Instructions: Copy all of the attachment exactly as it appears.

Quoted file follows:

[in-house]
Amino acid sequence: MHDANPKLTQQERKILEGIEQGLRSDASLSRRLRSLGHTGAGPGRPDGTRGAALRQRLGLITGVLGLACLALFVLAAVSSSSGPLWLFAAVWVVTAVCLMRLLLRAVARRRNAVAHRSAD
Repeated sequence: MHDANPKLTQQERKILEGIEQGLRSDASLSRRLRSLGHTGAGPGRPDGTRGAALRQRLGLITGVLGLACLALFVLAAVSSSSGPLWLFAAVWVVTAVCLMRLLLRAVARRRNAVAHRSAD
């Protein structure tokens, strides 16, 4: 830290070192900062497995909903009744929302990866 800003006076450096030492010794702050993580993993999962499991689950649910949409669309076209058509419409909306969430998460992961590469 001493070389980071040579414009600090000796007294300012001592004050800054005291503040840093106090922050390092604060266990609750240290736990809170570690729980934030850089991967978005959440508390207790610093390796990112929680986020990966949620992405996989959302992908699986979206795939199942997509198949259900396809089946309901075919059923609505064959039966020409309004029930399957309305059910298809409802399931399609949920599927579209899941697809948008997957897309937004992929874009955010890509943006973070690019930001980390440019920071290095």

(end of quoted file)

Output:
[in-house]
Amino acid sequence: MHDANPKLTQQERKILEGIEQGLRSDASLSRRLRSLGHTGAGPGRPDGTRGAALRQRLGLITGVLGLACLALFVLAAVSSSSGPLWLFAAVWVVTAVCLMRLLLRAVARRRNAVAHRSAD
Repeated sequence: MHDANPKLTQQERKILEGIEQGLRSDASLSRRLRSLGHTGAGPGRPDGTRGAALRQRLGLITGVLGLACLALFVLAAVSSSSGPLWLFAAVWVVTAVCLMRLLLRAVARRRNAVAHRSAD
């Protein structure tokens, strides 16, 4: 830290070192900062497995909903009744929302990866 800003006076450096030492010794702050993580993993999962499991689950649910949409669309076209058509419409909306969430998460992961590469 001493070389980071040579414009600090000796007294300012001592004050800054005291503040840093106090922050390092604060266990609750240290736990809170570690729980934030850089991967978005959440508390207790610093390796990112929680986020990966949620992405996989959302992908699986979206795939199942997509198949259900396809089946309901075919059923609505064959039966020409309004029930399957309305059910298809409802399931399609949920599927579209899941697809948008997957897309937004992929874009955010890509943006973070690019930001980390440019920071290095």